As the nation's statehouses have splintered off from the on-year electorate, states such as Florida (really, especially Florida) serve up the best examples for how our "laboratories of democracy" have become playgrounds for mad scientists – particularly, the right-wing American Legislative Exchange Council. Almost all of Florida's legislative antics (including some off-the-clock holiday jaunts) can be connected to ALEC. ALEC designs the legislation, compliant legislators cut-and-paste it into law – literally, in the instance of Florida Rep. Rachel Burgin, who forgot to remove ALEC's mission statement from the text of an anti-tax bill she submitted in 2012.



Sandusky's wife goes on offensive against accusers

POSTED: Saturday, March 29, 2014, 11:44 AM
STATE COLLEGE, Pa. (AP) - It was long after former Penn State assistant football coach Jerry Sandusky had been arrested, tried and convicted of sexually abusing 10 boys before his wife said she realized just how much trouble he was in.

In an interview this week at her home in State College, Dottie Sandusky said she still had hope even after his 45-count guilty verdict. But when the judge handed down a 30- to 60-year prison term, she said she fully comprehended his predicament.

"I think it was at the sentencing," she said during a 90-minute interview at her dining room table. "I mean, I really and truly believe, I believe in, when you tell the truth and who you are, that things work out."

"I trust my husband," she said. "That's what the world is about today. People don't trust anybody. And all these young kids, all they think about is sex."


Chemistry Professor Accidentally Taught The Wrong Course For Months

A chemistry professor at Houston-area Lonestar College allegedly taught students the wrong material for the majority of a semester, according to a local news station's investigative report.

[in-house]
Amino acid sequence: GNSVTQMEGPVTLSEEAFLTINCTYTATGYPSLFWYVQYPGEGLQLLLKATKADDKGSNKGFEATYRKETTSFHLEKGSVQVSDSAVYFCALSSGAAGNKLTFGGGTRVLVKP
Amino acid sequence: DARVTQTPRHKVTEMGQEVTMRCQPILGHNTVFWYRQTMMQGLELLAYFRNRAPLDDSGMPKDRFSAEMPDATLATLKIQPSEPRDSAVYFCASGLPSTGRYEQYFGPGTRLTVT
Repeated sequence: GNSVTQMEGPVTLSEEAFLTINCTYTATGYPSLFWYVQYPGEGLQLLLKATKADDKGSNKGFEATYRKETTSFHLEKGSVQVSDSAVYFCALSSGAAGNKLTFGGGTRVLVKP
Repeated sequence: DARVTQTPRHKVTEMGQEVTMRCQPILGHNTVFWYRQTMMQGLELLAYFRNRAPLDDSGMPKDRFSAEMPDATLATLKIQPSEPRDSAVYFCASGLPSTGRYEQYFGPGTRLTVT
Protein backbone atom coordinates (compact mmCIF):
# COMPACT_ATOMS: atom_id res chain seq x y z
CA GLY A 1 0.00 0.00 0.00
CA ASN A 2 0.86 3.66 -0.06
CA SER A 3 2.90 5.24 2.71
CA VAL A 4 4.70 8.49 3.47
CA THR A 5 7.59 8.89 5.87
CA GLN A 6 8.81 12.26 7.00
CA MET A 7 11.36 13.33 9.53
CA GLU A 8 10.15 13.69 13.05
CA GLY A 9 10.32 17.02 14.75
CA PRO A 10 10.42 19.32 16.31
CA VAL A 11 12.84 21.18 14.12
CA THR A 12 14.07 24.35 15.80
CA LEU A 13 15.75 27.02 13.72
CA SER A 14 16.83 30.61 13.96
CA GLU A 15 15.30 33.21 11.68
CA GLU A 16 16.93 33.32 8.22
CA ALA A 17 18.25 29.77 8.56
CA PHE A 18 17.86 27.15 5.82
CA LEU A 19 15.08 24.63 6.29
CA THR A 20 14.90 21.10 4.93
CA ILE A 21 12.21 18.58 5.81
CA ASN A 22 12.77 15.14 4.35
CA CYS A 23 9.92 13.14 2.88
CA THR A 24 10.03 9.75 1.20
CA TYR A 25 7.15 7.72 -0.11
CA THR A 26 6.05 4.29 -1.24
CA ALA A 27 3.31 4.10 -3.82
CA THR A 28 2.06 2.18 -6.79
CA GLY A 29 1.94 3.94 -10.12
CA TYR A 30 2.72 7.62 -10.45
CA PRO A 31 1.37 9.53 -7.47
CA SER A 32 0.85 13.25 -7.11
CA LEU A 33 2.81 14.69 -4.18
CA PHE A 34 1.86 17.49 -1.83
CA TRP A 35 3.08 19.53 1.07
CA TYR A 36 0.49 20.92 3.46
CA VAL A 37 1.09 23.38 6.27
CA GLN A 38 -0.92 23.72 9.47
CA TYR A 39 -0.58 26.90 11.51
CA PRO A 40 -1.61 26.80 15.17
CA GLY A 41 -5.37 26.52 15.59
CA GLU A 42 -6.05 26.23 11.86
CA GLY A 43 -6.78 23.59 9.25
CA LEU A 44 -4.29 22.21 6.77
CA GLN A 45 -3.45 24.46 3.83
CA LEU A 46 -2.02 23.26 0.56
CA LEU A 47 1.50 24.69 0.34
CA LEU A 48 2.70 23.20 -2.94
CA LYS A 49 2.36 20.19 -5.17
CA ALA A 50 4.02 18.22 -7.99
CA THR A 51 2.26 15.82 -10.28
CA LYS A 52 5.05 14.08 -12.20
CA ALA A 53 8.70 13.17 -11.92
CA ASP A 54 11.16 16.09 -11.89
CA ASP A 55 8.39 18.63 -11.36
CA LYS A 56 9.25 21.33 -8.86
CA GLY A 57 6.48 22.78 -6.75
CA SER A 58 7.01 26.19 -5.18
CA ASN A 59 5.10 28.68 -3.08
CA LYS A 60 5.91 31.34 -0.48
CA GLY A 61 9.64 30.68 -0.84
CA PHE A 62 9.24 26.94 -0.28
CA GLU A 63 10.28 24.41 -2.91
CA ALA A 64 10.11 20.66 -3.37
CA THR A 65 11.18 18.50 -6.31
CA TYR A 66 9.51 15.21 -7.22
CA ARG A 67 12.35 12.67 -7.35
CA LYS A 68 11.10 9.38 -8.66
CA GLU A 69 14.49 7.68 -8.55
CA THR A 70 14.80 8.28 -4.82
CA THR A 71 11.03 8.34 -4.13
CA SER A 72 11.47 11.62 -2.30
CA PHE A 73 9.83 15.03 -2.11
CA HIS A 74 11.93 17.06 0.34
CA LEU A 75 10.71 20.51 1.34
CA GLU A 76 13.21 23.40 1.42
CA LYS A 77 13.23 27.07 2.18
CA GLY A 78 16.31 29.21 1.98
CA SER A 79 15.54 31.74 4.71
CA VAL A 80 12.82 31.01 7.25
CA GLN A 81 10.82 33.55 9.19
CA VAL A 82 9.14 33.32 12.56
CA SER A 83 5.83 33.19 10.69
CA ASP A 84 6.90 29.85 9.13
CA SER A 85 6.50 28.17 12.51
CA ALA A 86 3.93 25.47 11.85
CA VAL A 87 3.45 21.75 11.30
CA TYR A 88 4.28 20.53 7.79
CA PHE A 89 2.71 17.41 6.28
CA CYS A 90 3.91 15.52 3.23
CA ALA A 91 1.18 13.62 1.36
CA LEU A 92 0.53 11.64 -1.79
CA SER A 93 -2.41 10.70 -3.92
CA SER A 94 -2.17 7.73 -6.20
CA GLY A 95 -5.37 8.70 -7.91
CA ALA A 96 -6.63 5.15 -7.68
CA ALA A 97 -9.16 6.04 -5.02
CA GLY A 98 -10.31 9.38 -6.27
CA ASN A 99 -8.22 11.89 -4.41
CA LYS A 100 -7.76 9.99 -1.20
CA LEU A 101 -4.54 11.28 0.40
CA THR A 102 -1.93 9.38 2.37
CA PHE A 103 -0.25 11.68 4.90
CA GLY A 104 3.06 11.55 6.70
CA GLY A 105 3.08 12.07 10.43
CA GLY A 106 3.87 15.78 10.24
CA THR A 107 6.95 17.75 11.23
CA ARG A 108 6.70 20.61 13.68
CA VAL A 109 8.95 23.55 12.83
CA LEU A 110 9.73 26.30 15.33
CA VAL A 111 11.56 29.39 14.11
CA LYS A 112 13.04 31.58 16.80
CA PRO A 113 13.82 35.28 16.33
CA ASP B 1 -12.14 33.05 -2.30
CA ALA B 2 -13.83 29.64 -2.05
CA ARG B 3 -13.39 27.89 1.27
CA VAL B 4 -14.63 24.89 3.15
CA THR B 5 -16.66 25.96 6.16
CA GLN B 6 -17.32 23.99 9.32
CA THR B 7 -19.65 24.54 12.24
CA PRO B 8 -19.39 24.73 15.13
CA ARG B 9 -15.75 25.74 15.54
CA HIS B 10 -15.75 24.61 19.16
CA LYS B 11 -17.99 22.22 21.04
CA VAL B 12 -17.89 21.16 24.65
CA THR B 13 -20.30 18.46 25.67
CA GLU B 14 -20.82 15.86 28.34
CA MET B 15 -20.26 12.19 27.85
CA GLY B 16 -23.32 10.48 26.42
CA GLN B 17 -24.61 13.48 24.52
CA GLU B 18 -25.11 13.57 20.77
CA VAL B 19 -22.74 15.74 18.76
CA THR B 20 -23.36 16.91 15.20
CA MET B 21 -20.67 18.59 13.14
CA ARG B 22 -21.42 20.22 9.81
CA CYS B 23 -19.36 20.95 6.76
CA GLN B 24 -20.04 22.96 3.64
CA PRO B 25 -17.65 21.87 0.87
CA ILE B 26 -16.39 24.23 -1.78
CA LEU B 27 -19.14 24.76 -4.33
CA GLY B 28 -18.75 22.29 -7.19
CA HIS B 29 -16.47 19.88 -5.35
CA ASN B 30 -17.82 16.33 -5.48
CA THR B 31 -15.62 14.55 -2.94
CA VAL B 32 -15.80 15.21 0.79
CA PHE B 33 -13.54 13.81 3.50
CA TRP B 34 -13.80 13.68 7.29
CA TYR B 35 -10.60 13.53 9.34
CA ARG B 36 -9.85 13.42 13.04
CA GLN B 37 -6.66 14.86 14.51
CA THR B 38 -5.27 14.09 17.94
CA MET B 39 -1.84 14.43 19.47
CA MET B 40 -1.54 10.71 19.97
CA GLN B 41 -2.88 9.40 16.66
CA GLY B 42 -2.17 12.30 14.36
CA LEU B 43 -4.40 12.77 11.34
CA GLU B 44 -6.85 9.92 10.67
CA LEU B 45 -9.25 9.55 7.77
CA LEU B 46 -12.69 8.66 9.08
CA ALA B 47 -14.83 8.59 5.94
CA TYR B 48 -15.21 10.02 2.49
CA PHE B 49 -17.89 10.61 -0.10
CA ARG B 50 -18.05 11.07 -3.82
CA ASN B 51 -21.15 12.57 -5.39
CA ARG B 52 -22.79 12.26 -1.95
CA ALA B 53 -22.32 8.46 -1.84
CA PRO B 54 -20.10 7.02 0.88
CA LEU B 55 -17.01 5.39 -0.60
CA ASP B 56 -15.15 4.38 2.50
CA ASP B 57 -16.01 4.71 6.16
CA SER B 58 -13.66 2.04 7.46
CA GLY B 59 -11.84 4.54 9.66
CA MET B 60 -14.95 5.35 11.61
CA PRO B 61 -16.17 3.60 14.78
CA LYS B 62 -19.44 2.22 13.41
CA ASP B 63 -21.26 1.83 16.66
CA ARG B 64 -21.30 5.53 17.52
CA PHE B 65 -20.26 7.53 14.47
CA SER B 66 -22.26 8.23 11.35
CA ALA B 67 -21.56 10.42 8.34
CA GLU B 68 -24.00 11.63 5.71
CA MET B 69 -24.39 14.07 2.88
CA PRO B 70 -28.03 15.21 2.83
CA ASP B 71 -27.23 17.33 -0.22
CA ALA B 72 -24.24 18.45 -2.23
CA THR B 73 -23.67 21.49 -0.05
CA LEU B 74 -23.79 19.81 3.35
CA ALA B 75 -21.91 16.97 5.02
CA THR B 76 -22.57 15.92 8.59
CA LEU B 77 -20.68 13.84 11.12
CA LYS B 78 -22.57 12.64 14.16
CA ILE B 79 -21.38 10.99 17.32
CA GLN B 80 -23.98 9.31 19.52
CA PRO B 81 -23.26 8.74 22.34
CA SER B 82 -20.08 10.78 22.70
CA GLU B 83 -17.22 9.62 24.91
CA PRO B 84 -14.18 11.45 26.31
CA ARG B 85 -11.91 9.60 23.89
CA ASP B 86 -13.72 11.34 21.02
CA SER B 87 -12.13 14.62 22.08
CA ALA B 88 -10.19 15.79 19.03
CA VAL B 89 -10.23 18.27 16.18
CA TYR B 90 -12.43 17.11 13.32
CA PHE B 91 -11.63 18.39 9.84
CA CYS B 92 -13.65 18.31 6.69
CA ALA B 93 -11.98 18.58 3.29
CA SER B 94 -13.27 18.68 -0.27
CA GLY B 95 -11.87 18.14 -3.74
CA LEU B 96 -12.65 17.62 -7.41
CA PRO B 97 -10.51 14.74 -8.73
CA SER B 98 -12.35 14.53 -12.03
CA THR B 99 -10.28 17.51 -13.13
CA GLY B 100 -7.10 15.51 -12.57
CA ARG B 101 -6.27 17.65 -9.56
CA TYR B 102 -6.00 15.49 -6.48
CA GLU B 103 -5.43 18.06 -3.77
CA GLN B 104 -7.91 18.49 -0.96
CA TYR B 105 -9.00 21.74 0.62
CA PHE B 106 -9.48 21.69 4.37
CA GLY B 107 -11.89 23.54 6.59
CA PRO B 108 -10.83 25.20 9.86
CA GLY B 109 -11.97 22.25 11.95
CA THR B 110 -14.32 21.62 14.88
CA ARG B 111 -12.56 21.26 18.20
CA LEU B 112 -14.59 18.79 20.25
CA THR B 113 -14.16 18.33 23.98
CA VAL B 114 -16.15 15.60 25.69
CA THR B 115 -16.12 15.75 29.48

Lonestar student Lauren Firmin told KHOU that she enrolled in and believed she was taking an "Intro to Chemistry" course in Fall 2013. However, the self-identified straight-A student realized something was wrong when she failed every test in the class, she said.

"I was getting 40's on every test. I studied as hard as I could, did everything in my power to try," Firmin told KHOU.

According to Firmin, Lonestar chemistry teacher Thao Shirley Nguyen admitted to the entire class that she had accidentally been teaching a more advanced general chemistry curriculum. "In short, Firmin says Nguyen told the class that she had NOT been teaching them the introductory course in chemistry that they originally signed up for, but an advanced course in chemistry," KHOU reports.

Read more: http://www.businessinsider.com/chemistry-professor-accidentally-taught-wrong-course-2014-3

5.1 earthquake: Prototype early-warning system works again

By Rong-Gong Lin II
March 29, 2014, 12:02 p.m.
A prototype earthquake early-warning system worked again Friday night, giving seismologists in Pasadena about a four-second heads-up before shaking was felt from the magnitude 5.1 quake that struck near La Habra.

The system is being tested by a team of scientists on a U.S. Geological Survey project to create a statewide network.
USGS seismologist Lucy Jones has said the system works because while earthquakes travel at the speed of sound, sensors that initially detect the shaking near the epicenter of a quake can send a message faster -- at the speed of light -- to warn residents farther away that the quake is coming.

The system being tested by scientists at the USGS and Caltech previously gave officials at the Pasadena center about a two-second warning ahead of a magnitude 4.4 earthquake that struck near Westwood in March.

Once developed, the system could give downtown Los Angeles 40 to 50 seconds of warning that the “Big One” was headed from the San Andreas fault, giving time for elevators to stop at the next floor and open up, firefighters to open up garage doors, high-speed trains to slow down to avoid derailment and surgeons to take the scalpel out of a patient.


Vatican punishes Wisconsin priest for saying Mass with female priest

A 76-year-old Wisconsin priest and peace activist has been ordered by the Vatican to spend the rest of his life in prayer and penance for concelebrating the Catholic Mass with a female priest in 2011.